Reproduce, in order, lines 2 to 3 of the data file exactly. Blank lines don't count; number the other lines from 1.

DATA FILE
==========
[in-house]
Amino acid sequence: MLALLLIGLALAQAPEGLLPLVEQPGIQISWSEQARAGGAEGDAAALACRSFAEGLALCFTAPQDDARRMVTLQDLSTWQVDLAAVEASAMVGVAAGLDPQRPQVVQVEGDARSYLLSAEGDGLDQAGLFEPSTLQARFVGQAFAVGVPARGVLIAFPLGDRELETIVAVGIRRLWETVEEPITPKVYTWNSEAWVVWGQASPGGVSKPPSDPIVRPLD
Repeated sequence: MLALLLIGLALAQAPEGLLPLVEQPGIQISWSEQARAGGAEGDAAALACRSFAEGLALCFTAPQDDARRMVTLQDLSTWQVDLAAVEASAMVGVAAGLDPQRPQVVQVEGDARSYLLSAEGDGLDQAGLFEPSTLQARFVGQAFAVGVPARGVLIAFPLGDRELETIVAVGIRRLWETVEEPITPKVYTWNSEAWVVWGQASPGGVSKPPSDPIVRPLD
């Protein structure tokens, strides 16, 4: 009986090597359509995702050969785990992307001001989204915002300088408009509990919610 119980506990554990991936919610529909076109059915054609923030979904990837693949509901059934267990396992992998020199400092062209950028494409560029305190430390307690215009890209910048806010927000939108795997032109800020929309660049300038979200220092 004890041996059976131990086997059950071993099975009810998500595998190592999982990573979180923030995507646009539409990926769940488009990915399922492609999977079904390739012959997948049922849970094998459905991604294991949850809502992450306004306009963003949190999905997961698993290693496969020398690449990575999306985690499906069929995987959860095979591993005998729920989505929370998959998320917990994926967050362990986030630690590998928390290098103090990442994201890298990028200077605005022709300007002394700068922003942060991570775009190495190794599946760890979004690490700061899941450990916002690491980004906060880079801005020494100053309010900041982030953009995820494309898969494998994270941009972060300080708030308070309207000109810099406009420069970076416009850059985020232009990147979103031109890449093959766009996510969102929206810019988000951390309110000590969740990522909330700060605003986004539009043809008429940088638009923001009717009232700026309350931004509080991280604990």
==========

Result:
Amino acid sequence: MLALLLIGLALAQAPEGLLPLVEQPGIQISWSEQARAGGAEGDAAALACRSFAEGLALCFTAPQDDARRMVTLQDLSTWQVDLAAVEASAMVGVAAGLDPQRPQVVQVEGDARSYLLSAEGDGLDQAGLFEPSTLQARFVGQAFAVGVPARGVLIAFPLGDRELETIVAVGIRRLWETVEEPITPKVYTWNSEAWVVWGQASPGGVSKPPSDPIVRPLD
Repeated sequence: MLALLLIGLALAQAPEGLLPLVEQPGIQISWSEQARAGGAEGDAAALACRSFAEGLALCFTAPQDDARRMVTLQDLSTWQVDLAAVEASAMVGVAAGLDPQRPQVVQVEGDARSYLLSAEGDGLDQAGLFEPSTLQARFVGQAFAVGVPARGVLIAFPLGDRELETIVAVGIRRLWETVEEPITPKVYTWNSEAWVVWGQASPGGVSKPPSDPIVRPLD